The Cicada Many Things To Many People

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The Cicada: Many Things To Many People Essay, Research Paper In this century of rapid scientific discovery, there still exist natural phenomena with the power to inspire wonder and mystery. The cicada, an insect known since ancient times, is one such phenomenon. Because scientific knowledge of the cicada contains many gaps, these mysterious insects can still stimulate our imagination or lead us into confusion. At the present time, the cicada is many things to many people: it is a curiosity that should be approached scientifically; it is a source of superstition and dread; it is also little more than an annoying, seasonal inconvenience. The cicada is a stout, black insect about an inch in length. Various species of this insect can be found all over North of the America. When

the cicada is at rest, its large, transparent, veined wings are folded over the top of its body and extend about a quarter of an inch beyond it. Cicada wing veins are and information reddish orange in color, as are its eyes and legs. The front legs are sharp and crablike, allowing the animal to hold tight to the bark of trees. The species of American cicada most written about by scientists and most wondered about by the general public is known as the periodical cicada. Its scientific name is Magicicada septendecim. This species of cicada appears above ground only once every seventeen years. What the cicada does underground for most of its seventeen-year life span was a mystery until fairly recently. In the early part of this century, a man named C.L. Marlett, who worked for the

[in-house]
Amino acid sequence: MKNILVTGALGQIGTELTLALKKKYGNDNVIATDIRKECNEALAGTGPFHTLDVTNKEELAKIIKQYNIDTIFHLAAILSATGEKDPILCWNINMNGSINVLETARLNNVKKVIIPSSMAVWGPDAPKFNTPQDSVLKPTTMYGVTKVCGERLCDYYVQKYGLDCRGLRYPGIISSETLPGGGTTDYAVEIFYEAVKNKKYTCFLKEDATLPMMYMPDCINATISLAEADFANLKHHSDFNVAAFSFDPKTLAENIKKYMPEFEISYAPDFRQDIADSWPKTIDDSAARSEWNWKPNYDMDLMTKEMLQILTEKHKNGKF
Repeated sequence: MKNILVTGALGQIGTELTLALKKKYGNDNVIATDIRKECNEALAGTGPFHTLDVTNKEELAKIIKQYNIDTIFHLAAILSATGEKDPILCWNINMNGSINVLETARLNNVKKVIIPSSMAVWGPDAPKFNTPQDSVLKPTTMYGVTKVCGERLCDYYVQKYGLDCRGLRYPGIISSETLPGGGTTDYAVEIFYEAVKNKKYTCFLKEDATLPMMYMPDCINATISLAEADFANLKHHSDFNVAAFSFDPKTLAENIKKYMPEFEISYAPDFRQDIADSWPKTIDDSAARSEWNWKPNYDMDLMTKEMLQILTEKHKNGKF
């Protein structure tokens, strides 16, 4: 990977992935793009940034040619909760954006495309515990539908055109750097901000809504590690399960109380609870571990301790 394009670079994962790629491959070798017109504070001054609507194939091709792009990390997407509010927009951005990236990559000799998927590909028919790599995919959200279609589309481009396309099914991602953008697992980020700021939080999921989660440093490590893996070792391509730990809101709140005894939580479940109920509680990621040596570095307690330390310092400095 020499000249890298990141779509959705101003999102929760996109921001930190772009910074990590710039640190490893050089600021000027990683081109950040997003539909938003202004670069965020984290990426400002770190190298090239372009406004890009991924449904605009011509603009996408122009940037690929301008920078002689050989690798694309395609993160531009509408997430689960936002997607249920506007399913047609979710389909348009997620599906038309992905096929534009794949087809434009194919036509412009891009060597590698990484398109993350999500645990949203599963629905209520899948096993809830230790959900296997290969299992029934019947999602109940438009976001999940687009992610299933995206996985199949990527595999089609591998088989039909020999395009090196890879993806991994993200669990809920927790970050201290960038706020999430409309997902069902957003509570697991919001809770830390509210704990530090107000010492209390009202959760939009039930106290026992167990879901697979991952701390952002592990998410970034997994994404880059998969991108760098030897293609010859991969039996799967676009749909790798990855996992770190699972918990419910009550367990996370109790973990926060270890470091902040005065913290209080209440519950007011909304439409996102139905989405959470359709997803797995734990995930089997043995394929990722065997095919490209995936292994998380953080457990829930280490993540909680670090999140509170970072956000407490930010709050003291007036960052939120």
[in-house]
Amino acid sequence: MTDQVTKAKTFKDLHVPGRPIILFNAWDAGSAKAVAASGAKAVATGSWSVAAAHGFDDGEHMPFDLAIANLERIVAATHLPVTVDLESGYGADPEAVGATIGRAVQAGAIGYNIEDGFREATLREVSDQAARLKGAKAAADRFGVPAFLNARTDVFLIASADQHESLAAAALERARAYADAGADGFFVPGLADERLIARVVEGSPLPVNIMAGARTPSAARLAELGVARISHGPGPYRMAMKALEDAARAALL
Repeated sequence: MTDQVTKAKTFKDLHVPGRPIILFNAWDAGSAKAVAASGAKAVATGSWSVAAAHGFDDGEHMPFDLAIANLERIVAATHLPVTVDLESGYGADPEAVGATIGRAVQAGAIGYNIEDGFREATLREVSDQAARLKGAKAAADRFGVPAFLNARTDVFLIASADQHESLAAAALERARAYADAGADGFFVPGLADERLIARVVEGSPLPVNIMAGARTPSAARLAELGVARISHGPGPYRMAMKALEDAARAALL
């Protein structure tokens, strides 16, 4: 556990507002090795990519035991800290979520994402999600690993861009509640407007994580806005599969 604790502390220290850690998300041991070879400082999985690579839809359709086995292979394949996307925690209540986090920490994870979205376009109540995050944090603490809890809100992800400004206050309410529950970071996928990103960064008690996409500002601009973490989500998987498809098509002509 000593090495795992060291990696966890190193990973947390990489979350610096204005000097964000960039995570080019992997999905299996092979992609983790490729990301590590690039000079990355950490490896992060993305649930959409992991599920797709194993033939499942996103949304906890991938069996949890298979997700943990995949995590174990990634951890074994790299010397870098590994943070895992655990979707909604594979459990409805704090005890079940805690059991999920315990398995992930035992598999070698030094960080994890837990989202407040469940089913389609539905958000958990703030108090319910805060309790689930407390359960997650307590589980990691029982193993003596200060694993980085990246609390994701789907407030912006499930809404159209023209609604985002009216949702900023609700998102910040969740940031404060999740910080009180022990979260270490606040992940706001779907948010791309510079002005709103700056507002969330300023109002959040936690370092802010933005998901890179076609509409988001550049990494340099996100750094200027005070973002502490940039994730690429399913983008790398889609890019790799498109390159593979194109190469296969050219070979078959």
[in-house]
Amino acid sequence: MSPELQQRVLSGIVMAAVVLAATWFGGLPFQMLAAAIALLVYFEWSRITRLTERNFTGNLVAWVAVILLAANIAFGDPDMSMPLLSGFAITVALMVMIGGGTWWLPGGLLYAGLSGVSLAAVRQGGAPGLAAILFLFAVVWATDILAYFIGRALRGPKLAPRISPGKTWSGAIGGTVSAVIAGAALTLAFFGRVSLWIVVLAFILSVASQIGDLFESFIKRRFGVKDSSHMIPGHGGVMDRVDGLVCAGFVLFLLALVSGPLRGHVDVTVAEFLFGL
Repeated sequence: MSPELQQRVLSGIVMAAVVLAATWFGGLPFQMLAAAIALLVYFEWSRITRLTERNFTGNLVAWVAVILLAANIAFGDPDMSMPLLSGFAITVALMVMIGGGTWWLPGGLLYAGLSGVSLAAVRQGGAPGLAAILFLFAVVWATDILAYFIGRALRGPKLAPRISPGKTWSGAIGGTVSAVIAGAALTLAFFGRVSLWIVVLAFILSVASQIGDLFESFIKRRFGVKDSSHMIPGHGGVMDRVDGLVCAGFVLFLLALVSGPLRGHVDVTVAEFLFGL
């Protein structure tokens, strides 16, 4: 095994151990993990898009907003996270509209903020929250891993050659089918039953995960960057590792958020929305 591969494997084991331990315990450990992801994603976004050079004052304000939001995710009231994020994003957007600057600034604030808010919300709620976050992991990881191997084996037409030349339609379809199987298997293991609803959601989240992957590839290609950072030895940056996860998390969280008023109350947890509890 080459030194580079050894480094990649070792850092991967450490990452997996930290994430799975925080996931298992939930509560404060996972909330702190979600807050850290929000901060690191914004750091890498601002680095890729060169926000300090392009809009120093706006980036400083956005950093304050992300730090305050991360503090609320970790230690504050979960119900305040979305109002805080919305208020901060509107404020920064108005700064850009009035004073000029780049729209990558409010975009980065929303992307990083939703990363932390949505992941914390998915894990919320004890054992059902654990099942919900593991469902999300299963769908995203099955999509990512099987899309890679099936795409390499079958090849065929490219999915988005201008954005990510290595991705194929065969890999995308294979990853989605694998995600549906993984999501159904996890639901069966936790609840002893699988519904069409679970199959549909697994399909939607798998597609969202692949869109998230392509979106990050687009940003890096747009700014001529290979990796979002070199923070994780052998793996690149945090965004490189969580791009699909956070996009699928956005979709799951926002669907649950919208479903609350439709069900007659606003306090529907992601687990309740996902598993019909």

United States Department of Agriculture, decided to find out. He began burying cicada eggs in his backyard and digging them up periodically for observation. He soon found out that the cicada begins life as a tiny nymph about six hundredths of an inch in length. A nymph is an immature insect, before it has fully developed wings or reproductive organs. During their sixteen years and ten and one-half months underground, cicada nymphs are nestled against tree roots from which they gently suck the juices. Nourished by this root sap, they begin to grow. They shed their skin four times before they reach adult size. Once matured, a cicada does not necessarily leave its underground nursery. All cicadas of the same generation in a region wait for a seventeenth spring before they come

creeping forth from the ground as a group. The eeriness of this group effort has puzzled humans for centuries. People have responded to the mystery with a host of superstitions, educated guesses, and scientific theories. One of the earliest explanations for the mass appearance of cicada populations after their long absence in an area was that the insects had come to foretell war. This idea stems from an observation of the adult cicada shortly after it appears above ground. It immediately sheds its skin for the last time and begins to darken in color. Near the outer edge of its front wings, a black mark appears that looks distinctly like the letter W. Some thought this W stood for “war.” In the past, people who saw a group of cicadas emerge from the ground like an invading

army were filled with panic. The sight was especially frightening because literally millions of insects can appear within an area of a few square miles. Later explanations for the mass appearance of cicadas stem from more scientific observations. Dr. L. L. Pechuman, a professor at the New York State College of Agriculture and Life Sciences at Cornell University, has suggested that coming above ground only once every seventeen years is an excellent way for a species to discourage its natural enemies. Perhaps the cicadas have evolved a special kind of biological time clock to protect them from predators. James Heath, an insect physiologist at the University of Illinois, theorizes that the cicadas all emerge at around the same time in a certain year because the soil has reached a